Brought to you by WBIW News and Network Indiana
Last updated on Tuesday, May 29, 2012
(WASHINGTON) - For nearly a century and a half, Daviess County folks have been laid to rest in Oak Grove Cemetery at the west edge of Washington, but in recent years maintenance of the 23-acre property has declined and people are no longer wanting to bury family members there.
"You can't see the plaques on the ground because they're covered with grass," said Carol Purdue, who has several family members buried at Oak Grove.
Andrea McCann of the Washington Times-Herald reports Purdue was concerned about putting flags on military graves for Memorial Day.
"It makes me so upset," she continued. "They don't deserve it. It just makes me sick.
"You can hardly see some tombstones. There are tree limbs down in a pile, and when they do mow, they just mow around it."
Purdue said she used to load up a mower and weed trimmer and maintain her family's gravesites herself, but she just can't do it anymore.
Last year, Guy Barker and Emma McBride made a deal to buy the cemetery from Rick and Jeff Mattingly on contract and take responsibility for it because they buried their young son there and hated seeing the condition of his gravesite. However, the endeavor has been daunting and eye-opening for the couple.
"I did it out of my heart," Barker said. "I didn't think about the business end of it. I did not have a clue there were all these problems. I just knew the guy who had it didn't want it."
Oak Grove Cemetery was registered by Mattinglys in 2008 and remains registered in their name, according to Tracy Hicks, director of the State Board of Funeral and Cemetery Service.
There's no longer a perpetual care fund for upkeep at Oak Grove, and reportedly hasn't been for some time. According to Hicks, when someone buys a cemetery, they're expected to do their due diligence and make sure there's a $100,000 perpetual care fund in place.
However, when an owner is unable to maintain a cemetery or the perpetual care fund is depleted, there is a consumer protection fund for cemetery maintenance.
"Maintenance assistance is available," Hicks said. "It doesn't take a court order, but it is a process."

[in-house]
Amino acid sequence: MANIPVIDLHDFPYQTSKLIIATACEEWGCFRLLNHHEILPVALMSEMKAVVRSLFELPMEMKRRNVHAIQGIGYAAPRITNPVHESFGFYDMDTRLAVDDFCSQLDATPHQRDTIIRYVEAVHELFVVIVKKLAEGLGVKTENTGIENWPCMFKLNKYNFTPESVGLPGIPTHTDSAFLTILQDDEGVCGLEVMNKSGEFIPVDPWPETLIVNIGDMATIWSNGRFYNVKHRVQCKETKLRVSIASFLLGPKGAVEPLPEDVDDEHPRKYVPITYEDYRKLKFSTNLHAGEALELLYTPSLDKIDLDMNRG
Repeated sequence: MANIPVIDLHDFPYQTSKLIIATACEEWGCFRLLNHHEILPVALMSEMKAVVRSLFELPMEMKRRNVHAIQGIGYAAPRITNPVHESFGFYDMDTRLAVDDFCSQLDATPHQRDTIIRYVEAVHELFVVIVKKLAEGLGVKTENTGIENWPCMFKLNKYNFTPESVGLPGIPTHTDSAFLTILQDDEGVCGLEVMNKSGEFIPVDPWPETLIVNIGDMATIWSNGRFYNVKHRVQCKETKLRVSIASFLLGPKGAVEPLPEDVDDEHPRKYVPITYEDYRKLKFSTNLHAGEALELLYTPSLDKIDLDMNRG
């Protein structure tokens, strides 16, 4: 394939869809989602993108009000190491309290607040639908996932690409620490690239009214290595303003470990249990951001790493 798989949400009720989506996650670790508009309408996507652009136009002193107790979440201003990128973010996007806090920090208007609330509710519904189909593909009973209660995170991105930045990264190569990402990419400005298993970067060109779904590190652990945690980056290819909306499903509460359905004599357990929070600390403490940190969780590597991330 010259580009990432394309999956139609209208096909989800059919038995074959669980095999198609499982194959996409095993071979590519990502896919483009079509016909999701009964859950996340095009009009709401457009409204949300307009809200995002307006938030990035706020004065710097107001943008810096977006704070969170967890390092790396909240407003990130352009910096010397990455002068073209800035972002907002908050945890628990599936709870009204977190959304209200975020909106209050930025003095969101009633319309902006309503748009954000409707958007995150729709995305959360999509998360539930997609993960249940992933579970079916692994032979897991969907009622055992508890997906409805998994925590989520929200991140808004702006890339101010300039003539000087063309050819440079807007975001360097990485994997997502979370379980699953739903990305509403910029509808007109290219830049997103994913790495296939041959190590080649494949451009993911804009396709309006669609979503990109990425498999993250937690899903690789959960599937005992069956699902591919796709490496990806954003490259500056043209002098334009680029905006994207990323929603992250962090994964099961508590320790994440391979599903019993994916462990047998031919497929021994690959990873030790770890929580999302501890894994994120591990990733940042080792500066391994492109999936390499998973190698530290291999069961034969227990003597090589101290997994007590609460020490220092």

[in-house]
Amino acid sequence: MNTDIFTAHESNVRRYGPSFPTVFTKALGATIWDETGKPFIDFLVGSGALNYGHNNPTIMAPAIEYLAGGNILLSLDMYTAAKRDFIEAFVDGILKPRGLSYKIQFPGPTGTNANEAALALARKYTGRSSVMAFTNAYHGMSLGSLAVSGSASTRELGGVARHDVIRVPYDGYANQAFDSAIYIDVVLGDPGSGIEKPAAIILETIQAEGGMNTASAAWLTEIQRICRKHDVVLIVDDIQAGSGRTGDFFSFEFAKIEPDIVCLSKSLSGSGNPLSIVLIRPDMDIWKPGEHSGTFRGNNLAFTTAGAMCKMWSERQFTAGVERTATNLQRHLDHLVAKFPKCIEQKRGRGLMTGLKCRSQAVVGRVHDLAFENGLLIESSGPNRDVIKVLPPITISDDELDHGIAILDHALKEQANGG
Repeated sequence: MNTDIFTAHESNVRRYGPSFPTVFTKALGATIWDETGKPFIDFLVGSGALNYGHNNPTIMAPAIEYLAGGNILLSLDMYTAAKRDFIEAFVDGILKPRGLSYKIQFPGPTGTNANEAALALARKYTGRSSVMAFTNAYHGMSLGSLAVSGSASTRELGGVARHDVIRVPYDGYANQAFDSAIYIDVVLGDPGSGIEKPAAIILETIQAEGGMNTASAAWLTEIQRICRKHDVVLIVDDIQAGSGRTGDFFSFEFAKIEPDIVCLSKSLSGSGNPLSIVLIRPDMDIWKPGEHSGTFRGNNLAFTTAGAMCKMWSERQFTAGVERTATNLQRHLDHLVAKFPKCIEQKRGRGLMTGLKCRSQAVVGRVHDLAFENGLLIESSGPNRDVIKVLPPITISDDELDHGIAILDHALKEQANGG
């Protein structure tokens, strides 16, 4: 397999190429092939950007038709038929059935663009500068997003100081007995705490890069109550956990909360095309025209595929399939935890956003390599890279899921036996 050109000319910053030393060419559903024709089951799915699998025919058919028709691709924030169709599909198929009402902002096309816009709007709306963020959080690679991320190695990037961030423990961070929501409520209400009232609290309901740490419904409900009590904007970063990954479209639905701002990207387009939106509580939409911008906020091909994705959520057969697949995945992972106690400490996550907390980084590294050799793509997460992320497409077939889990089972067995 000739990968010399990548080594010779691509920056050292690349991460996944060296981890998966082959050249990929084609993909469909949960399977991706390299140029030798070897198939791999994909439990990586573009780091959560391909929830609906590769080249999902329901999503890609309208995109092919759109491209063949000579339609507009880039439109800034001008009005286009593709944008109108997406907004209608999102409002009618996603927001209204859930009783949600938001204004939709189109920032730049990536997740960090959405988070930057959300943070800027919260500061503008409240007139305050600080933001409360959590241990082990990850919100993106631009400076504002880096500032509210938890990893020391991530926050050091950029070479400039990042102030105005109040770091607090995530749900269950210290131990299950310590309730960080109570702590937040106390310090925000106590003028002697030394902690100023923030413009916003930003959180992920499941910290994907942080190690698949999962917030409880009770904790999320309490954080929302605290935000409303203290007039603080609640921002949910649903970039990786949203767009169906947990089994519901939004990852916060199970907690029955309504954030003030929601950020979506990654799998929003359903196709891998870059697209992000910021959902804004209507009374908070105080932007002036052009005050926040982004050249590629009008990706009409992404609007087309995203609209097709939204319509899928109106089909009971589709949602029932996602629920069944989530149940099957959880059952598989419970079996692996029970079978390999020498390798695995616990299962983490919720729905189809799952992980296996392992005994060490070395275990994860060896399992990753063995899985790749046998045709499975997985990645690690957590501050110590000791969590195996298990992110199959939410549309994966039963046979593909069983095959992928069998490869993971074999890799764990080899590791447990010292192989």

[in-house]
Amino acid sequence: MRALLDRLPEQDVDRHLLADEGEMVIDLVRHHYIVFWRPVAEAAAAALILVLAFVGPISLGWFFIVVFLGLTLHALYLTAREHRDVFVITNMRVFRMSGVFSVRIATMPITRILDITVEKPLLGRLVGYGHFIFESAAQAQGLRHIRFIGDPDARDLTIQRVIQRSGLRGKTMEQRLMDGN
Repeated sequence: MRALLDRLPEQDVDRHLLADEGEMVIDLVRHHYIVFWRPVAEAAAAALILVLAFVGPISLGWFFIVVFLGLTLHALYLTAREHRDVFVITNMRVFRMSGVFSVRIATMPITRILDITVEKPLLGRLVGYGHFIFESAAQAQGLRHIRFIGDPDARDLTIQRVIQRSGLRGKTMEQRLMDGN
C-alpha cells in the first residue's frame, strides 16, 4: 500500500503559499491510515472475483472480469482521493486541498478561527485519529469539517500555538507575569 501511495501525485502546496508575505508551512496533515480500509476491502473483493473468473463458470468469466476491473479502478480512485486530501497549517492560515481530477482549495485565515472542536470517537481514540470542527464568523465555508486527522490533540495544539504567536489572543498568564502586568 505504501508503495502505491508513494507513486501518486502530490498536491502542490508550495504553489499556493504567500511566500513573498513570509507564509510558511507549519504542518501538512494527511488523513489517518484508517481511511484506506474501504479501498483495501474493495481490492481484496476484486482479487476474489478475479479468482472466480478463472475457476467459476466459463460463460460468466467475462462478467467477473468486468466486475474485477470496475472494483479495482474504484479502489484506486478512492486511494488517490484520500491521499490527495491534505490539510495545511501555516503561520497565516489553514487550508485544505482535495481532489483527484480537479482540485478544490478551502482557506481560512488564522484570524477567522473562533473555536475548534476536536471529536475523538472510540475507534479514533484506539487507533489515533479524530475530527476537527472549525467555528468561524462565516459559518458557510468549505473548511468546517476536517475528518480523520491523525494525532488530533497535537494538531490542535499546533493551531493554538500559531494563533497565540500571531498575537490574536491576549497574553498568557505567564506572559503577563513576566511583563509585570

The funeral and cemetery board has a compliance division, but Hicks said a complaint must have been filed through the Consumer Protection Division of the Attorney General's Office before an inspection will be made.
In addition, she said there are only three individuals covering all of Indiana, so it can take some time.
Barker said he simply doesn't have adequate equipment to handle all the maintenance needs and is doing everything he can to make do with what he's got. He was planning to sell his vehicles, and he moved his parents and their horses across from the cemetery with him to conserve money.
"Right now the cemetery has a donated mower, and it keeps breaking down," Barker said. "It's expensive to fix, so we're weed-eating and doing what we can.
"Mowing around 12,000 headstones, a mower just doesn't hold up."
He said he needs two mowers, six weed trimmers and a backhoe. Barker said he can pay workers, but he can't handle equipment expenses on top of his monthly payment and other expenses.
Barker has to rent a backhoe to dig graves, and he said he gets a good deal on that, but it would be more convenient - and eventually more economical - to have one on hand at the cemetery. He can't lay the foundations for the headstones, so Eaton Monument will be doing that.
"I want to do everything out here, but there's no equipment," he said. "That's all I wanted in this world, was to take care of the place where my son is laid to rest."
While the expense of caring for the cemetery is high, income is currently low, making it hard for Barker to get ahead.
"Right now all I'm getting is money for burials," he said, adding that some are prepaid, and when one prepaid burial occurred recently, Rick Mattingly couldn't locate the money for it, so Barker paid for it.
Julie Graham, who resides in Louisiana but has family buried at Oak Grove, started Friends of Oak Grove Cemetery with some family members in 2009 when her father died and was buried there. She said the condition of the cemetery was "unsatisfactory" at that time.
"It's privately owned, so we couldn't set up a fund," she explained. "We set up a nonprofit to accept funds through the (Daviess County) Community Foundation. The goal is to raise funds and help Mr. Barker take care of it. The cemetery does not bring in enough money to support itself."
She said the foundation fund gives people a safe place to donate money for the care of their loved ones' graves. A three-member board maintains control of the money in the fund.
Friends of Oak Grove Cemetery also was designed to organize clean-up days and gather community support. A clean-up day scheduled a couple weekends ago, though, fell flat.
Graham said some products were donated, and Barker said a couple of men trimmed weeds and another sprayed weed killer. He said a few people cleaned only around their family plots.
Graham had hoped the clean-up day would be a spark to help things move forward in a positive light.
"There are lots of negative and bad feelings," she said. "I would ask for patience and for people to be positive and try to focus on the future. I do believe there are better days ahead for this cemetery. It's just going to take time. We've just got to have faith and keep pushing forward."
"The thing is, there are just no options. Nobody is willing to take responsibility for it. The only one has been Guy Barker. He needs more equipment and staff, but needs money for it."
Barker hopes people will bear with him until he can get some equipment.
"My mower is down and I don't know what to do about it right at this moment," he said. "My promise still stands. I want to turn this place into a Garden of Eden. It's been run down for 20 years. Give me a couple years to get it taken care of."
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